Data Series 928
Orthoimages of Assateague Island were acquired in digital format from the U.S. Department of Agriculture (USDA), U.S. Geological Survey (USGS), and Virginia Geographic Information Network (VGIN). They were used to extract the data included here.
Variability in the quality of the imagery from one date to another, from one image to another taken on the same date, and from one part of an image to another part of the same image exists due to many factors including variation in sun angle, atmospheric conditions, season, reflectivity of the earth surface, camera angle, camera lens, camera settings, film sensitivity, water turbidity, water depth, tide level, waves, and error in image rectification. No adjustments were made to account for tide level. Based on areas where no long-term, statistically significant changes were observed, the standard errors of linear regression are as follows.
Table 1. Information about the orthoimagery used in the Assateague Island study, Maryland and Virginia. [MD, Maryland; VA, Virginia; DOQQ, digital orthophoto quarter quads; NAIP, National Agriculture Imagery Program; VBMP, Virginia Base Map Program; USGS, U.S. Geological Survey; USDA, U.S. Department of Agriculture; VGIN, Virginia Geographic Information Network]
Open-Ocean Shorelines: A line was hand-digitized at the approximate water line by using ArcMap 10.1 and a scale of approximately 1:2,000. The line placement was intended to represent the still water level, such as tide-level, at the time of acquisition and was fit through the average position of waves and swash apparent on the beach. No adjustment was made for varying tide levels.
Back-Island Shoreline Points: Shore-normal transect lines spaced 20 m apart were laid over the orthoimages by using ArcMap 10.1 and a scale of approximately 1:2,000. Points were hand-digitized at the intersections of the apparent back-island shoreline and the transect lines. Only one back-island shoreline/transect point was digitized per transect line.
Back-Island Shorelines: These lines are the back-island shoreline points connected together to form a line. The lines falling between the points or transect lines do not follow the natural shoreline. They have been included for use with software that requires data in line format.
Sand Polygons: The orthoimagery was subset, or clipped, to the Assateague Island area by using ERDAS Imagine 9.3. Ten to 40 image classes were generated by using the unsupervised classification method with the following settings: principal axis initializing, 1 standard deviation, 10 iterations maximum, 0.95 convergence threshold, skip factor of 1 for both x and y (no skipping), and zeroes not classified. The resulting classes were visually examined and coded as either sand or not sand. The sand-coded raster datasets were converted to polygons by using ArcGIS 10.1. Polygons outside the island area were deleted. Polygons with areas less than 100 square meters (m2) were deleted. The open-ocean shoreline edge of the polygons were trimmed and filled to the open-ocean shorelines digitized from the same image to simplify the irregular and misclassified areas caused by wet sand and waves.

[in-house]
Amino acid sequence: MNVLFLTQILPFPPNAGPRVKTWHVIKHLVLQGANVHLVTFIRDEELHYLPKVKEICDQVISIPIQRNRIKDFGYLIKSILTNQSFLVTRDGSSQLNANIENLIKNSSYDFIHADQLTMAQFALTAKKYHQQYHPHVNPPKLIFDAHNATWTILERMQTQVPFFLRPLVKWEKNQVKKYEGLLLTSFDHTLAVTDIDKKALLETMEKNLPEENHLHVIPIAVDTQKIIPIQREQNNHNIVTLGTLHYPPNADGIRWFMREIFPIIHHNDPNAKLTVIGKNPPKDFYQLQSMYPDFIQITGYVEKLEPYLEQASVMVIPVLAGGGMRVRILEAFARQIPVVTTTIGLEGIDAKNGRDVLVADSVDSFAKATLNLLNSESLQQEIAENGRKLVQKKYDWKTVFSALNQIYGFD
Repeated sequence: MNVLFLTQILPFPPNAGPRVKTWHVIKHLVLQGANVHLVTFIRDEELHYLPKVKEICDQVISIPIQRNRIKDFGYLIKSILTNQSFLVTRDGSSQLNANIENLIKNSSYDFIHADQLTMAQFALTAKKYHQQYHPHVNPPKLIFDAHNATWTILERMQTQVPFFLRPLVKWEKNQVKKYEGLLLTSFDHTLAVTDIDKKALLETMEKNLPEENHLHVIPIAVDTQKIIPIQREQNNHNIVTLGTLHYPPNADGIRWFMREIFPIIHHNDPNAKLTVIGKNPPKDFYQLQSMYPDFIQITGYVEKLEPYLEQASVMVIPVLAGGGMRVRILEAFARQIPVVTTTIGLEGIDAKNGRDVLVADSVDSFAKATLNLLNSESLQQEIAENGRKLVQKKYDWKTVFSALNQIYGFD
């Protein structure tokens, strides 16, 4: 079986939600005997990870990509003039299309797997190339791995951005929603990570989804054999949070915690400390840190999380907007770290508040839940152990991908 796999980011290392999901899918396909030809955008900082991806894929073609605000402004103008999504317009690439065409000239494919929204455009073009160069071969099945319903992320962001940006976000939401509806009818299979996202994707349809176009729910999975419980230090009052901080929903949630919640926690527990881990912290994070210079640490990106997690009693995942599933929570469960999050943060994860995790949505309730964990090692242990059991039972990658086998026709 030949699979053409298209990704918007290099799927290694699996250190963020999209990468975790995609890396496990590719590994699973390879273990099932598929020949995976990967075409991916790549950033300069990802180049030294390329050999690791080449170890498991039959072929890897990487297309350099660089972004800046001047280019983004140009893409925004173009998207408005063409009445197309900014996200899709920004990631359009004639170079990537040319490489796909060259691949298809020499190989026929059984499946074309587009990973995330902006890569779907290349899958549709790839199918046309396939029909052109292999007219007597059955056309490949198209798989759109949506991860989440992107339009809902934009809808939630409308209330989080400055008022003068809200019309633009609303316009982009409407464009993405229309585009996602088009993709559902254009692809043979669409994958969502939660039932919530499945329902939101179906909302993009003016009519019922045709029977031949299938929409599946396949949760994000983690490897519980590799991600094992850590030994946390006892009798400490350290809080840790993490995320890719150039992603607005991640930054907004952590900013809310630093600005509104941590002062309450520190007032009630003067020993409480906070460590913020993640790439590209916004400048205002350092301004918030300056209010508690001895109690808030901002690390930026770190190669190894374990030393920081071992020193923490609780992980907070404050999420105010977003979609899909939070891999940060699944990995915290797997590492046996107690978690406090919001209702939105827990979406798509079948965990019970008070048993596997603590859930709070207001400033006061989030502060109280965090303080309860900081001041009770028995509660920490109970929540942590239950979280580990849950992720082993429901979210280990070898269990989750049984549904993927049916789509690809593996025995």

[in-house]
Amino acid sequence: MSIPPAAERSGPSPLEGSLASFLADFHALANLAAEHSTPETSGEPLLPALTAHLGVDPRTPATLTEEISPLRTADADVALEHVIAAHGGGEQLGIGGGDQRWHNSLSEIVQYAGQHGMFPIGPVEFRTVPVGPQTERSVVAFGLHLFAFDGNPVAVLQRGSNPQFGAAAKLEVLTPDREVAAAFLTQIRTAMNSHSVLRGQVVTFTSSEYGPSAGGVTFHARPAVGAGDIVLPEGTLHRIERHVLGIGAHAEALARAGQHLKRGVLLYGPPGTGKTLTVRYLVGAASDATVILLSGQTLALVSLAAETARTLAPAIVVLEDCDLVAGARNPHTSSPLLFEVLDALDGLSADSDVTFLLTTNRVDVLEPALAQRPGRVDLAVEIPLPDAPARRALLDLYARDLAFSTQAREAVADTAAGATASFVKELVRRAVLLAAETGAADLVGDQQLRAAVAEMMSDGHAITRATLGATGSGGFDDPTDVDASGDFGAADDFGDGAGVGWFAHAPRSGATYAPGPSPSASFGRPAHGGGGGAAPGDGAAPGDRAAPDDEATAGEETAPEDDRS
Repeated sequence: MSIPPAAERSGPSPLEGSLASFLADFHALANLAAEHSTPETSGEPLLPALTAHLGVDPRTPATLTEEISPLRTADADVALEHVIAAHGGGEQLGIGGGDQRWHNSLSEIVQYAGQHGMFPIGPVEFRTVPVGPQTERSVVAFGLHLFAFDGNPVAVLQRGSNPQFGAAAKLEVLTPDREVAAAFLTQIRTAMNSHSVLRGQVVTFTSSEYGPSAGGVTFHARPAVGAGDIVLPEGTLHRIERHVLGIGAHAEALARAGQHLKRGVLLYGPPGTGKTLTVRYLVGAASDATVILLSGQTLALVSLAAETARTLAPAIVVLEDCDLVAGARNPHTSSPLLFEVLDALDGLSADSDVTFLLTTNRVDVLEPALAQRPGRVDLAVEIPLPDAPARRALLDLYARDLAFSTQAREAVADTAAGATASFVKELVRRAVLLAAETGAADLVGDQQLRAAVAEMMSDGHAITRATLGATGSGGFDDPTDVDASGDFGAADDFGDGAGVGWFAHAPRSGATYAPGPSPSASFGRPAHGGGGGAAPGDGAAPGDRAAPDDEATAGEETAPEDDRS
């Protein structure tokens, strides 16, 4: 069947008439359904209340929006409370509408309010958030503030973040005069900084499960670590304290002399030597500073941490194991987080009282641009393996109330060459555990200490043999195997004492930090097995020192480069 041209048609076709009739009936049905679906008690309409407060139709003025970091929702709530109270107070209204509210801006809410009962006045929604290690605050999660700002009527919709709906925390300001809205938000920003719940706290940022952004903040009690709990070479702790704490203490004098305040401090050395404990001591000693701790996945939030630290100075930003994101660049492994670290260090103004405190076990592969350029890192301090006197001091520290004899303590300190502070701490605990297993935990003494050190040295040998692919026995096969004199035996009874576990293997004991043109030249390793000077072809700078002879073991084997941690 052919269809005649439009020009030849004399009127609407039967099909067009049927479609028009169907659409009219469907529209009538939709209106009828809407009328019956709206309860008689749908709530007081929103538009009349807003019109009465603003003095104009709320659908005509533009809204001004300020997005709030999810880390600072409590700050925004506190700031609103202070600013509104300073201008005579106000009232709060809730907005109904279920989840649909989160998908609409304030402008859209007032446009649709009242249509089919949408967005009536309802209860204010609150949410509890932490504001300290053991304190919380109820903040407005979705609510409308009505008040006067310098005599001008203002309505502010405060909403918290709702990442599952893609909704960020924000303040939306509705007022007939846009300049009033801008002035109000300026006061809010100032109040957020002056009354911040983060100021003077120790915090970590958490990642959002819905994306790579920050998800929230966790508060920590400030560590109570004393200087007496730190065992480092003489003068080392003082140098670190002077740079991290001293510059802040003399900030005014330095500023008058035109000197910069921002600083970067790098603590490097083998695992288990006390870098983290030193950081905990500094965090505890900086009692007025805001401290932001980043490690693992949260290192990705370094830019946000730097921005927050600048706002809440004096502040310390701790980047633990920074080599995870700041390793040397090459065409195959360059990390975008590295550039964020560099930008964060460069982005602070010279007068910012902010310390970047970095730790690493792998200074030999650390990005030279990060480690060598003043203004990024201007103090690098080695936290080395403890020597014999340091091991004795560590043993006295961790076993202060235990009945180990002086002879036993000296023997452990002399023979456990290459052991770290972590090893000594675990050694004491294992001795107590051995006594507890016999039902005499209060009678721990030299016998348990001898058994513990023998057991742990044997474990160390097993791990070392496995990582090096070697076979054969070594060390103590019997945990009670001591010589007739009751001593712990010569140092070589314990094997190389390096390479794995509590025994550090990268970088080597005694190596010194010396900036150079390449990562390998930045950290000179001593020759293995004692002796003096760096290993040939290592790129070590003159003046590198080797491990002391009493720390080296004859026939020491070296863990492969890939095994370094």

Sand Lines: The sand area polygons previously described were converted to lines by using ArcGIS 10.1. The lines that, in general, composed a continuous line of the inland extent of the sand, were kept. A rule was used to determine which lines were kept around islands of vegetation seaward of the sand line. The vegetation island had to be 100 m2 or larger, had to be the closest vegetation island, in the shore-normal direction, of that size to the continuous sand line, and the distance between the continuous sand line and the vegetation island had to be less than or equal to the shore-normal width of the vegetation island for 50 percent or more of its longshore length. The remaining lines were deleted.
Transects and Baselines: These have been used for various USGS studies and are included here for convenience (Hapke and others, 2010).
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